“I don’ go ter no lock-up wifout no warrant ter make me,” growled Homer, turning back. The pugilist’s shoulders were beginning to hunch and his big hands to open and shut, which Lenix, who knew that yellow man for the aggressive and rough-house artist he was, was quick to

Lenix was nonplussed, but he was too old a hand to show it. Stripped of his power as minion of the law, and he was in a bad way—a very bad way, and nobody knew it better than he. He had forgotten all about the necessity of having a warrant. Abe had him on the hip there, no doubt about it.

Suddenly he remembered theaccident and sickness policies the insurance agent had given him to hand to Boss Holdaway; at the same time he remembered, with infinite relief, that neither of the men before him could read or write a line.

“Prisoners,” he said, quietly, “don’ fink dat I would be so foolish as ter make raid, an’ gadder in wrong-deers, wifout warrants. Here dey is. Big one wif two seals fer yo’, Homer, kas yore case am de gravest; smaller one, wif shield and hearse on it, is yourn, Abe. When I adds de udder charges ag’in yo’, at policecou’t, yo’ all ’ll get bigger one."

He waved the policies under the noses of the pop-eyed twain, then spreading them out on the table read a few lines of what was supposed to be there, aloud.

“Now den, yo’ bofe all satisfied?” Lenix folded the policies and placed them back I in his pocket.

P'or answer Abe and Homer turned j meekly towards the door. “Dat’s right, i prisoners, go quiet,” advised Lenix,. i “don’ want nohow ter hab ter add anudder I charge ag’in yo’ ob resistin’ ’rest.”

Homer turned upon him such appealing i eyes that he was forced to look away, j “Len,” the pugilist’s voice was not much j more than a whisper. “Len, I aint hol’in’ no ill-feelin’s, only I sure wish yo’

I hadn’t ’rested me till af’er I’d had dat j prize fight wif dat Bridgetown nigger what challenge me.”

Lenix started. “Wait, Abe; hole up a minute, Homer. What nigger dat what challenge yo’, an’ when?”

“Jes’ ter day, I get dis letter from him. Tom Jinkens done read it ter me.” Homer took a blue envelope from his pocket and passed it over to Lenix.

Lenix read the letter carefully. It was from a negro pugilist named Hawkins, challenging the champion, Homer, to a no limit fight, place and date to be arranged by the champion’s manager, for a purse of one hundred dollars a side and half the gate receipts to the winner.

Slowly Lenix folded and replaced the letter in its envelope, firmly his jaw set as he passed the envelope back to Homer. “Dat’s de nigger pug what wop me a few in de face, time ob Bridgetown fair,” he said, as though to himself. “Kin yo’ lick dis hayr nigger, Homer?” he asked suddenly.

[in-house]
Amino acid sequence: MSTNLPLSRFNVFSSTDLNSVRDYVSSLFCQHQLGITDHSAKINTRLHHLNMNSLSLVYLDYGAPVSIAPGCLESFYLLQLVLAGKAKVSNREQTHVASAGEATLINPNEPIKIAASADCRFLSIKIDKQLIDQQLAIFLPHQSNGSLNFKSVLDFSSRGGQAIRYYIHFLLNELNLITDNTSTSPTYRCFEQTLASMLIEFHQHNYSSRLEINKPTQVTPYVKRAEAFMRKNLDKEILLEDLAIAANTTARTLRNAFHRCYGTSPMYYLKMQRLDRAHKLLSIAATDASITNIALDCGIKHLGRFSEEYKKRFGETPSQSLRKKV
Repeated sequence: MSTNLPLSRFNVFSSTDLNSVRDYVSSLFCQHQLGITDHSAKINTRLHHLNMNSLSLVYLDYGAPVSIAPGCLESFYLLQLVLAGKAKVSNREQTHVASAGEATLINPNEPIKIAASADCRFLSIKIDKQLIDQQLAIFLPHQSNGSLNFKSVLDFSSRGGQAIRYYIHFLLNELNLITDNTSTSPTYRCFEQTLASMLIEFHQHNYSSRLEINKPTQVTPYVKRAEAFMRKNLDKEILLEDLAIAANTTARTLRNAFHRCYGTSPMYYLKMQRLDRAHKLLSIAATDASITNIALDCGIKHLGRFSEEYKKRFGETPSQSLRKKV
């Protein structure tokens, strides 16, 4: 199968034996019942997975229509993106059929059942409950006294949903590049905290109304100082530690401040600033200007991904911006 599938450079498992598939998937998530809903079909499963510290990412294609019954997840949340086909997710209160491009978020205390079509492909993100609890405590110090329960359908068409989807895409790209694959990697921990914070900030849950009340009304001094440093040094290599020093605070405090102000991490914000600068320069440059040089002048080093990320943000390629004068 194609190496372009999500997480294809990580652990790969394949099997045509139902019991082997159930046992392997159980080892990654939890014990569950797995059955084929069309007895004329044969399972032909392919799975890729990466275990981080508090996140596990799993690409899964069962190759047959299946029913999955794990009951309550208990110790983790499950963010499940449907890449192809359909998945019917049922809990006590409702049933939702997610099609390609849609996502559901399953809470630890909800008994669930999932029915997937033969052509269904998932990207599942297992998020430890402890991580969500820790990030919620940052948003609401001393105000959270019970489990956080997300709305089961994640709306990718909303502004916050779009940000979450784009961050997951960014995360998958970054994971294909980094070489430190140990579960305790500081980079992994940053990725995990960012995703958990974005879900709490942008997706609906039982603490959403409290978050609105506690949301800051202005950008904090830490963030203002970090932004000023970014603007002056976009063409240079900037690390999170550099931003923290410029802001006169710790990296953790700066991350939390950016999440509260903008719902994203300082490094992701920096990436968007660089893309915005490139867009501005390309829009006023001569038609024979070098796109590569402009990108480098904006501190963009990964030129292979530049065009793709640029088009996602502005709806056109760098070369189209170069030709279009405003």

“Kin I? I make ter poun’ dat nigger so flat, come I eber gets a chance, dey’ll hab to roll him home like a cart-wheel,” cried Homer.

“Who all yo’ reckoned on makin’ yore manager fer dis hayr bout, Homer?”

“I done aim ter ast yo’ all ter act as my manager, Len,” said the other, eagerly. “Dat mean I gib dat nigger a heatin’ up an’ us make a tidy bit ob easy money.”

Len stood, tongueing his under-lip and pondering deeply. Slowly he slipped the revolver into his hip-pocket, slowly he unpinned his badge of authority and slipped it away with his revolver.

“Homer, Abe, jes’ draw up cha’rs to de table an’ le’s discuss de preliminaries ob de cornin’ battle,” he suggested.

A N HOUR later when Lenix rose to take D his leave of Homer and Abe, everything had been arranged. The challenger, Hawkins, was to receive a walloping, Abe White was to act as Homer’s manager and sundry bets laid by Lenix were to be collected and split three ways.

“An’ Len, yo’ all didn’ nowise come alookin’ fer incriminatin’ evidence ’gainst me ter night, did yo’?” Homer asked, as he followed Lenix to the door.

“No, not ’xactly, Homer,” Lenix admitted. “I come alookin’ fer certain articles an’ paper what I fink belong ter me, an’ which habin’ found ’em, I’se quite satisfied. Tomorrie, af’er Use been sworn in real constable, I couldn’t passed off no insurance policies as warrants an’ frowed fear ob Gawd inter yo’ an’ Abe, nohow; law won’t stan’ fer no monkeyin’ dat away. So, Homer, man, mend yorfe ways, käse if I ebber come a huntin’ ag’in it’ll be in daid earnes’.”

Left alone Homer looked at Abe and Abe looked at Homer. After long silence Abe spoke. “Come yo’ ebber hear me ag’in say dat Use a match fer dat Len, jes’ yo’ turn me half-way roun’ an’ kick me ober de moon.”

“Gollies, aint nobuddy quite so sma’t as dat Len,” sighed Homer, admiringly. “I knowed right well he’d git us, an’ git us right, Abe.”

“Right’s de word,” sighed Abe as he picked up his hat. “Dat nigger done get me a hun’red dollar’s wurf.”